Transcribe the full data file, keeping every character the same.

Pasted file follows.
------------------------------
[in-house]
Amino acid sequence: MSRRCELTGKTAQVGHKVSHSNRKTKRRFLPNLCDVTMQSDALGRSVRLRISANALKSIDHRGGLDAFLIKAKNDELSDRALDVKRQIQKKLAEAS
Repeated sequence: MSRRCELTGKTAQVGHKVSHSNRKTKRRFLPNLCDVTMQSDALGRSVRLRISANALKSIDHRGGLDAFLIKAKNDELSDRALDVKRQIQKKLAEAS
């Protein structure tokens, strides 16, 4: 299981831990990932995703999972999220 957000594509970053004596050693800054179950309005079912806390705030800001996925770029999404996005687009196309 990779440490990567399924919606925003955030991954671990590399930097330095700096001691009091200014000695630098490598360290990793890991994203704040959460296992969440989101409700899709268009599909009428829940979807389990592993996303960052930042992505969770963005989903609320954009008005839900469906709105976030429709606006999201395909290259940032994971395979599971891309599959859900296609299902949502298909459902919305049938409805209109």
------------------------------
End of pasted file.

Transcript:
[in-house]
Amino acid sequence: MSRRCELTGKTAQVGHKVSHSNRKTKRRFLPNLCDVTMQSDALGRSVRLRISANALKSIDHRGGLDAFLIKAKNDELSDRALDVKRQIQKKLAEAS
Repeated sequence: MSRRCELTGKTAQVGHKVSHSNRKTKRRFLPNLCDVTMQSDALGRSVRLRISANALKSIDHRGGLDAFLIKAKNDELSDRALDVKRQIQKKLAEAS
């Protein structure tokens, strides 16, 4: 299981831990990932995703999972999220 957000594509970053004596050693800054179950309005079912806390705030800001996925770029999404996005687009196309 990779440490990567399924919606925003955030991954671990590399930097330095700096001691009091200014000695630098490598360290990793890991994203704040959460296992969440989101409700899709268009599909009428829940979807389990592993996303960052930042992505969770963005989903609320954009008005839900469906709105976030429709606006999201395909290259940032994971395979599971891309599959859900296609299902949502298909459902919305049938409805209109």